At the base of the mountain, the path skirted to the side, with bare rock to the left and a sharp drop to the right. Then it stopped abruptly. Ahead, the steep rock face was fitted with a metal cable and stepping stone like pegs: a Via Ferrata section.

For those that don’t know, a Via Ferrata is when wooden or metal fixtures are bolted into the mountainside so you can climb up particularly steep bits of the rock face. Commonly this is done with a harness so you can clip yourself in. We didn’t have a harness.


Man climbing Via Ferrata
Don’t slip!


Hands sweating, heart pumping

There was nothing physically hard about it but if you fell… well, best not to. It was all about the nerves and I knew this was my test. Adrenaline already in full swing, my emotions sat on the fence for a second, then a smile crept across my face.

Approaching the last metre of solid hiking path, I took hold of the first metal bolt on the rock face, reached with my second hand and pulled myself onto the first foot-peg. At this point, you could step back down onto solid ground but the moment you moved your feet onto the next holds, away from the path, there was a whole lot of free fall before the ground below.

I took the next step. And the next one. I was terrified but I still felt in control and safe. I was loving it.

20 metres and about 2 minutes later, with both feet back on the path, a huge rush of excitement and accomplishment washed over me. The old me had never experienced anything like it.

3 or 4 years ago this section would have been nothing special and I would have run across it without a thought and without a thrill. Now I felt over the moon, accomplished and proud. Despite being scared it was the ultimate outdoor adventure and a day I’ll never forget. 


Man overlooking mountain ridge in the French Alps
The views were definitely worth it!


“Adventure isn’t all about rowing oceans or climbing mountains. Adventure in its purest form is simply a way of thinking. Live by that philosophy and you’ll make more of the short time we’ve been given on this rock” Sean Conway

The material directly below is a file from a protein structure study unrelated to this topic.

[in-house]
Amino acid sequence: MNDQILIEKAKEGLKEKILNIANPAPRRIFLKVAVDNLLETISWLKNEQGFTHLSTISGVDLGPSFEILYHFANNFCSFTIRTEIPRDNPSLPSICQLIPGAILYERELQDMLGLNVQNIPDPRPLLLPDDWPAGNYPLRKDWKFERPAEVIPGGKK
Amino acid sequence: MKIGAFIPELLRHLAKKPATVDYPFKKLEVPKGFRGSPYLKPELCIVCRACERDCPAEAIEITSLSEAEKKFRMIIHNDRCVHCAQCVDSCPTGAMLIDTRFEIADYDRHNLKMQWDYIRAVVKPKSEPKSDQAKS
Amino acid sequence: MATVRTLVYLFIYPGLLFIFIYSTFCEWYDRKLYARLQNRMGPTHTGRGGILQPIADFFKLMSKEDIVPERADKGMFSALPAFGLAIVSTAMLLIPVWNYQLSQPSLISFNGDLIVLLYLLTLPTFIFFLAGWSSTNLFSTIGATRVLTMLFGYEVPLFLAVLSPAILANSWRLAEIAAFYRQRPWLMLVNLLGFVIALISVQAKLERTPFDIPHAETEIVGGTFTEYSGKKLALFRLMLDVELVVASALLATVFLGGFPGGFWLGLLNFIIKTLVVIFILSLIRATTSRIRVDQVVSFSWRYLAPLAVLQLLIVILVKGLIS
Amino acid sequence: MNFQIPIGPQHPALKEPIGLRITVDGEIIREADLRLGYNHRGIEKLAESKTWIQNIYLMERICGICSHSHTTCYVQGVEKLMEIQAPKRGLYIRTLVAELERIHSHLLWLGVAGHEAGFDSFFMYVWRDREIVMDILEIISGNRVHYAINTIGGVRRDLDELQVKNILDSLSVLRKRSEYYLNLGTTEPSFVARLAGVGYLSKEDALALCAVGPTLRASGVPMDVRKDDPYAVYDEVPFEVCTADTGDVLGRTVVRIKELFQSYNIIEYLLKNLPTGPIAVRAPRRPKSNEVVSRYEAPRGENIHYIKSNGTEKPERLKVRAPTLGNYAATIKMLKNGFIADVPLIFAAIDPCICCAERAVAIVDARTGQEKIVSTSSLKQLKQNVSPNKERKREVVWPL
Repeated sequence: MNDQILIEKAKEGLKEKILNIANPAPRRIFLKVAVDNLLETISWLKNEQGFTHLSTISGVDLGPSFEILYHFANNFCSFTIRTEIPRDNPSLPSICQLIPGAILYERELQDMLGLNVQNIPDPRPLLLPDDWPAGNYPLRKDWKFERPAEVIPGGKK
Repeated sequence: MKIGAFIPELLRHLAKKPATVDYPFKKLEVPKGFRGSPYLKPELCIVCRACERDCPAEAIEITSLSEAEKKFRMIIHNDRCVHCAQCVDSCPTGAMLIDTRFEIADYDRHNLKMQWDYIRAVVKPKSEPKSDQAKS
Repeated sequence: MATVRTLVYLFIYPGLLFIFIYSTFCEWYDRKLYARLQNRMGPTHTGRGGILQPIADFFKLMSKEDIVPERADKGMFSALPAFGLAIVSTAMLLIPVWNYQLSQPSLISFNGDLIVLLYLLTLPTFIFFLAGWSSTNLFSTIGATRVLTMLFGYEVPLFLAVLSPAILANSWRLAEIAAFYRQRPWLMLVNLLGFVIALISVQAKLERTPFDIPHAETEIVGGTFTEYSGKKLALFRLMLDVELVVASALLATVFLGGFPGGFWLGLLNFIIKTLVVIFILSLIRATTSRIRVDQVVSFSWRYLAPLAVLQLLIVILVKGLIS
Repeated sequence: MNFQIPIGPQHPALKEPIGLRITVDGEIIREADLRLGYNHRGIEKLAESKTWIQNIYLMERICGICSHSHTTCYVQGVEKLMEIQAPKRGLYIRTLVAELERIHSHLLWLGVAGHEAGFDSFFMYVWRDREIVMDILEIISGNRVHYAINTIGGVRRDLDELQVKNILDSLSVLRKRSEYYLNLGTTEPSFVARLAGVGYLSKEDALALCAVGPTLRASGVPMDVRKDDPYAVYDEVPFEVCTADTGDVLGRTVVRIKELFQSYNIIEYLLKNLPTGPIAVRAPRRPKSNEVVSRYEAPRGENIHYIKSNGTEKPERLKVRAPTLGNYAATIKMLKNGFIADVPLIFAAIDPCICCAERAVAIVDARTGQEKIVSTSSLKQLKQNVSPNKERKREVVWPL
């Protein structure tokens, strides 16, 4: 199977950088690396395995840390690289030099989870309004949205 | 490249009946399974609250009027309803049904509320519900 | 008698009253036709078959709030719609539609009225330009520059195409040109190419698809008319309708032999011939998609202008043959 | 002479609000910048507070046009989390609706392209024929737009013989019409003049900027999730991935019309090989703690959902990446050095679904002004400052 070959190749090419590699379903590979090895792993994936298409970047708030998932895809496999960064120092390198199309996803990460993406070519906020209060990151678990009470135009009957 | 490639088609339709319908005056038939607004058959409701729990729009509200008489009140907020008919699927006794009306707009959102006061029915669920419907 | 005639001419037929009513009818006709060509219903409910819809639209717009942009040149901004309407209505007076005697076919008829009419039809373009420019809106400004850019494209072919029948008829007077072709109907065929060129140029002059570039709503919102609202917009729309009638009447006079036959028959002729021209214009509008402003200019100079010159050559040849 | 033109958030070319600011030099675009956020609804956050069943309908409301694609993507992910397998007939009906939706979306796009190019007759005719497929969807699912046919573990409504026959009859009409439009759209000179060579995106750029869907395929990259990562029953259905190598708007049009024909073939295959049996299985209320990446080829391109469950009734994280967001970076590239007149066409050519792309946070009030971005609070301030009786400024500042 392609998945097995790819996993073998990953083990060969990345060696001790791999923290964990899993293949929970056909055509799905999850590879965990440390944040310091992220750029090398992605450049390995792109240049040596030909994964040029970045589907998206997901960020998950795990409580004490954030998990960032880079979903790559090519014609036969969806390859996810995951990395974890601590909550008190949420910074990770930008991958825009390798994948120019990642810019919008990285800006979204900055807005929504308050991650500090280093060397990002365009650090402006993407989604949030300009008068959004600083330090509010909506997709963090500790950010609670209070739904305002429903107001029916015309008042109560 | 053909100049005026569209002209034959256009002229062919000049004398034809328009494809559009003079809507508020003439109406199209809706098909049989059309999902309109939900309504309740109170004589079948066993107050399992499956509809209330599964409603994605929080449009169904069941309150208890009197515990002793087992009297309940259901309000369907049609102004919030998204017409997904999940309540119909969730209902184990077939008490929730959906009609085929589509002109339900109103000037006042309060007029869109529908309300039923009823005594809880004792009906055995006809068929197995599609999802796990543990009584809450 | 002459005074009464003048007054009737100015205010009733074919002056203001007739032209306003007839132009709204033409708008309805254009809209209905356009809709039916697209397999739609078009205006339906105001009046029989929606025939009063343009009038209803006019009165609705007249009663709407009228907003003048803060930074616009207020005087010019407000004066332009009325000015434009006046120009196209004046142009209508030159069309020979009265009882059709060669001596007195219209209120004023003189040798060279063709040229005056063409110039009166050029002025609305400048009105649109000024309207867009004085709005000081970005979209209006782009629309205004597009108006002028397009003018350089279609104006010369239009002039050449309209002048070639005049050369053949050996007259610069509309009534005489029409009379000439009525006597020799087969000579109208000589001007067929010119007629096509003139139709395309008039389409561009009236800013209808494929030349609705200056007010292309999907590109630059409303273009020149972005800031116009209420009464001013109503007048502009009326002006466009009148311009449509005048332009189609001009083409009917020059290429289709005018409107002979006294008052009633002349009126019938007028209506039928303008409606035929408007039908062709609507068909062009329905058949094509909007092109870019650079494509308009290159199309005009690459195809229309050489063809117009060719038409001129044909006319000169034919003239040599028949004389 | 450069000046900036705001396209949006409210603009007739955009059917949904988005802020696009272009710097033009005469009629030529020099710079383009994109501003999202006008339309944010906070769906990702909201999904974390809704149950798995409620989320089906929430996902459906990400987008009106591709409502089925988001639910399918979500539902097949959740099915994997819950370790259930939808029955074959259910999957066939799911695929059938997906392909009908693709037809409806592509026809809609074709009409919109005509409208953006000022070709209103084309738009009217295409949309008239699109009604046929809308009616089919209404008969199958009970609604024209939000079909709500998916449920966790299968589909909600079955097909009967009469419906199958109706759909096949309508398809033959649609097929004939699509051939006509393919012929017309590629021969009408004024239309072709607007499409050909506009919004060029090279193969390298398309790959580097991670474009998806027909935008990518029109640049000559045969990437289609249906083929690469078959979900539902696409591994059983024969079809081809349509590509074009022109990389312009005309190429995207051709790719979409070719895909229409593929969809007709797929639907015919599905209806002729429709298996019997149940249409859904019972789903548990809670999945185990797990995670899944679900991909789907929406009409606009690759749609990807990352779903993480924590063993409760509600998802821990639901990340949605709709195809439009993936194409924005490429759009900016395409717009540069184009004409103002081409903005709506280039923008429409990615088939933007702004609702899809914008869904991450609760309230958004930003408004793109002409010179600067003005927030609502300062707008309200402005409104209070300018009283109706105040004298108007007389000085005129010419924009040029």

I spent a huge period of my life thinking that adventure was about being fearless, then a number of years seeing the outdoors as a coliseum to conquer fears. Both are bo!!ocks but I’m grateful for the experience as I’ve learned two important things. 

Firstly, adventure is exactly what you want it to be. Instead of seeing it as this unattainable thing in magazines and videos, learn to make it your own. This deal with heights turned out to be an adventure in itself and now I appreciate all my outdoor experiences a lot more for it. 

Secondly, adventure has nothing to do with being fearless so don’t try to conquer fear, instead, learn to control and embrace it. All the videos and photos I’d seen of adventurers, they probably got scared too. Heck, even people like Alex Honnold get scared, and that’s okay. It’s all part of the process so don’t let it hold you back. 

Having experienced both walks of life, I can honestly say that accomplishing something you’re nervous about, even if it takes more time, is far more rewarding if you found it a little terrifying.

When that adrenaline kicks in, if you’re an Option 2 type of person then embrace it and bask in that nervous excitement and pride. 

Most of all, whether you’re scared of heights, the dark, wild animals… whatever it is, it’s worth every baby step to build up your confidence. There are so many incredible experiences in the great outdoors, do whatever it takes to get out there and make your own adventure.


Found yourself in a similar situation? Maybe you’ve embraced your fears or maybe they’re still holding you back? Share your experiences in the comments, we’d love to hear from you!


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Keep exploring…

How to Begin Your Own Accessible Adventures

The Wonders of Spending Time in Nature

Hiking 101: A Guide to Hiking for Beginners

60 Inspiring Adventure Quotes for Outdoor Thrill-Seekers